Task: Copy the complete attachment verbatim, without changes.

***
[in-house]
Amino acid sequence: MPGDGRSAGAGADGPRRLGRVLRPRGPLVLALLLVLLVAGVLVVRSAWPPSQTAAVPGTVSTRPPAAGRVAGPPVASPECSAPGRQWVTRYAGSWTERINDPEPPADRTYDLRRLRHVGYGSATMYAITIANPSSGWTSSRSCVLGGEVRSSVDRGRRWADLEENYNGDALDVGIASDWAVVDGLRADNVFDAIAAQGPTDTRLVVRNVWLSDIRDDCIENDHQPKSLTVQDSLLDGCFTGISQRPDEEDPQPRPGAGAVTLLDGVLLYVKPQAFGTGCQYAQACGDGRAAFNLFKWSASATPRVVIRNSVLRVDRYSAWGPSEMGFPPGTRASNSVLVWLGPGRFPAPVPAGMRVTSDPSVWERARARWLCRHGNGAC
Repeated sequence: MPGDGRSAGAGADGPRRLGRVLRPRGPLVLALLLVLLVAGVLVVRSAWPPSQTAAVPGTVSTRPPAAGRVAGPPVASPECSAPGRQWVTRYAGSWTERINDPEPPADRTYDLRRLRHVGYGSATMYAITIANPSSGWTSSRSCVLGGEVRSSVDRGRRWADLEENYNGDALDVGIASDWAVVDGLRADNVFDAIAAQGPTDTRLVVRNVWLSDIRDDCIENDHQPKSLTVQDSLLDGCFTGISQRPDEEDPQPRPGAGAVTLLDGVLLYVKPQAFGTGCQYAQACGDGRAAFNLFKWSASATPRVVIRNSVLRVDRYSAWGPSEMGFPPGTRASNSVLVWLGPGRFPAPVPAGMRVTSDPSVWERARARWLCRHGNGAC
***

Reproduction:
[in-house]
Amino acid sequence: MPGDGRSAGAGADGPRRLGRVLRPRGPLVLALLLVLLVAGVLVVRSAWPPSQTAAVPGTVSTRPPAAGRVAGPPVASPECSAPGRQWVTRYAGSWTERINDPEPPADRTYDLRRLRHVGYGSATMYAITIANPSSGWTSSRSCVLGGEVRSSVDRGRRWADLEENYNGDALDVGIASDWAVVDGLRADNVFDAIAAQGPTDTRLVVRNVWLSDIRDDCIENDHQPKSLTVQDSLLDGCFTGISQRPDEEDPQPRPGAGAVTLLDGVLLYVKPQAFGTGCQYAQACGDGRAAFNLFKWSASATPRVVIRNSVLRVDRYSAWGPSEMGFPPGTRASNSVLVWLGPGRFPAPVPAGMRVTSDPSVWERARARWLCRHGNGAC
Repeated sequence: MPGDGRSAGAGADGPRRLGRVLRPRGPLVLALLLVLLVAGVLVVRSAWPPSQTAAVPGTVSTRPPAAGRVAGPPVASPECSAPGRQWVTRYAGSWTERINDPEPPADRTYDLRRLRHVGYGSATMYAITIANPSSGWTSSRSCVLGGEVRSSVDRGRRWADLEENYNGDALDVGIASDWAVVDGLRADNVFDAIAAQGPTDTRLVVRNVWLSDIRDDCIENDHQPKSLTVQDSLLDGCFTGISQRPDEEDPQPRPGAGAVTLLDGVLLYVKPQAFGTGCQYAQACGDGRAAFNLFKWSASATPRVVIRNSVLRVDRYSAWGPSEMGFPPGTRASNSVLVWLGPGRFPAPVPAGMRVTSDPSVWERARARWLCRHGNGAC